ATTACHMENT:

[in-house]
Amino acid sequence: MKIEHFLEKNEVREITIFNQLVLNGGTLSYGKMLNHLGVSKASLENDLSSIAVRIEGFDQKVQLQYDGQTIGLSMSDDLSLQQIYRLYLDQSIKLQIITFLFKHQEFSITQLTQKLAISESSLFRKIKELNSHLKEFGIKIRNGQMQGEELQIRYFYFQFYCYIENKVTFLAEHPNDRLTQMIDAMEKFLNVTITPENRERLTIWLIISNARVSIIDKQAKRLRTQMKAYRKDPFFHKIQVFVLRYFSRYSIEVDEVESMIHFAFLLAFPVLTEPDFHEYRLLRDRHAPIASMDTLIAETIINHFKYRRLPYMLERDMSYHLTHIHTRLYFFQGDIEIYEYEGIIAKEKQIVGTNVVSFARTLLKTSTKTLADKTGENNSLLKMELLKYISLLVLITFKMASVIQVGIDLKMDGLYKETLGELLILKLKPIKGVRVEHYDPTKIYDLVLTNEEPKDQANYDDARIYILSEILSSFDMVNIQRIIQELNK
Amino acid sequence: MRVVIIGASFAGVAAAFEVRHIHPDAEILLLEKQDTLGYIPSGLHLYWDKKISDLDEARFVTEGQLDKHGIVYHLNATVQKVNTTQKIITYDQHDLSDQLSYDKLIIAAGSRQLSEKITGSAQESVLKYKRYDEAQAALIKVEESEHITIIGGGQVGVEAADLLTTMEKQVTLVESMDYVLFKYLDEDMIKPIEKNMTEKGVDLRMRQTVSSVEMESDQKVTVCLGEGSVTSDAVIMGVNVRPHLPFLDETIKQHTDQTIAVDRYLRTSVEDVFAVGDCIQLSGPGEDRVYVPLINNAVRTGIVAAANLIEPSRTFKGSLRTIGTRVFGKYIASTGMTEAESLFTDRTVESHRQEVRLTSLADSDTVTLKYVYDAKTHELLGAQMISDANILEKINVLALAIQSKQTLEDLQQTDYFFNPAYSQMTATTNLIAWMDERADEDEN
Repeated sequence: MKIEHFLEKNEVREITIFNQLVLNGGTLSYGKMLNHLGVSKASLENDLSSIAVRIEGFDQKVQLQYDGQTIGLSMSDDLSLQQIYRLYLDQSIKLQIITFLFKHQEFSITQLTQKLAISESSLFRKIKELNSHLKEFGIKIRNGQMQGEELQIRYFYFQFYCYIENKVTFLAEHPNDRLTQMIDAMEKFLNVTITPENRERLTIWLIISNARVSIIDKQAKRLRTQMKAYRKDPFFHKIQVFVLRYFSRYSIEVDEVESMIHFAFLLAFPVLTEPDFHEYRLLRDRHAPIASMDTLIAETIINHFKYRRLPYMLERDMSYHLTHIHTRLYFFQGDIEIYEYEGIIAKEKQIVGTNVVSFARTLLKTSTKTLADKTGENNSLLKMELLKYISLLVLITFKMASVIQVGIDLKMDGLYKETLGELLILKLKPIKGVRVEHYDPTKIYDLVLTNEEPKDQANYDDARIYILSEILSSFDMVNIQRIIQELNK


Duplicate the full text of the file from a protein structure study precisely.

[in-house]
Amino acid sequence: MKIEHFLEKNEVREITIFNQLVLNGGTLSYGKMLNHLGVSKASLENDLSSIAVRIEGFDQKVQLQYDGQTIGLSMSDDLSLQQIYRLYLDQSIKLQIITFLFKHQEFSITQLTQKLAISESSLFRKIKELNSHLKEFGIKIRNGQMQGEELQIRYFYFQFYCYIENKVTFLAEHPNDRLTQMIDAMEKFLNVTITPENRERLTIWLIISNARVSIIDKQAKRLRTQMKAYRKDPFFHKIQVFVLRYFSRYSIEVDEVESMIHFAFLLAFPVLTEPDFHEYRLLRDRHAPIASMDTLIAETIINHFKYRRLPYMLERDMSYHLTHIHTRLYFFQGDIEIYEYEGIIAKEKQIVGTNVVSFARTLLKTSTKTLADKTGENNSLLKMELLKYISLLVLITFKMASVIQVGIDLKMDGLYKETLGELLILKLKPIKGVRVEHYDPTKIYDLVLTNEEPKDQANYDDARIYILSEILSSFDMVNIQRIIQELNK
Amino acid sequence: MRVVIIGASFAGVAAAFEVRHIHPDAEILLLEKQDTLGYIPSGLHLYWDKKISDLDEARFVTEGQLDKHGIVYHLNATVQKVNTTQKIITYDQHDLSDQLSYDKLIIAAGSRQLSEKITGSAQESVLKYKRYDEAQAALIKVEESEHITIIGGGQVGVEAADLLTTMEKQVTLVESMDYVLFKYLDEDMIKPIEKNMTEKGVDLRMRQTVSSVEMESDQKVTVCLGEGSVTSDAVIMGVNVRPHLPFLDETIKQHTDQTIAVDRYLRTSVEDVFAVGDCIQLSGPGEDRVYVPLINNAVRTGIVAAANLIEPSRTFKGSLRTIGTRVFGKYIASTGMTEAESLFTDRTVESHRQEVRLTSLADSDTVTLKYVYDAKTHELLGAQMISDANILEKINVLALAIQSKQTLEDLQQTDYFFNPAYSQMTATTNLIAWMDERADEDEN
Repeated sequence: MKIEHFLEKNEVREITIFNQLVLNGGTLSYGKMLNHLGVSKASLENDLSSIAVRIEGFDQKVQLQYDGQTIGLSMSDDLSLQQIYRLYLDQSIKLQIITFLFKHQEFSITQLTQKLAISESSLFRKIKELNSHLKEFGIKIRNGQMQGEELQIRYFYFQFYCYIENKVTFLAEHPNDRLTQMIDAMEKFLNVTITPENRERLTIWLIISNARVSIIDKQAKRLRTQMKAYRKDPFFHKIQVFVLRYFSRYSIEVDEVESMIHFAFLLAFPVLTEPDFHEYRLLRDRHAPIASMDTLIAETIINHFKYRRLPYMLERDMSYHLTHIHTRLYFFQGDIEIYEYEGIIAKEKQIVGTNVVSFARTLLKTSTKTLADKTGENNSLLKMELLKYISLLVLITFKMASVIQVGIDLKMDGLYKETLGELLILKLKPIKGVRVEHYDPTKIYDLVLTNEEPKDQANYDDARIYILSEILSSFDMVNIQRIIQELNK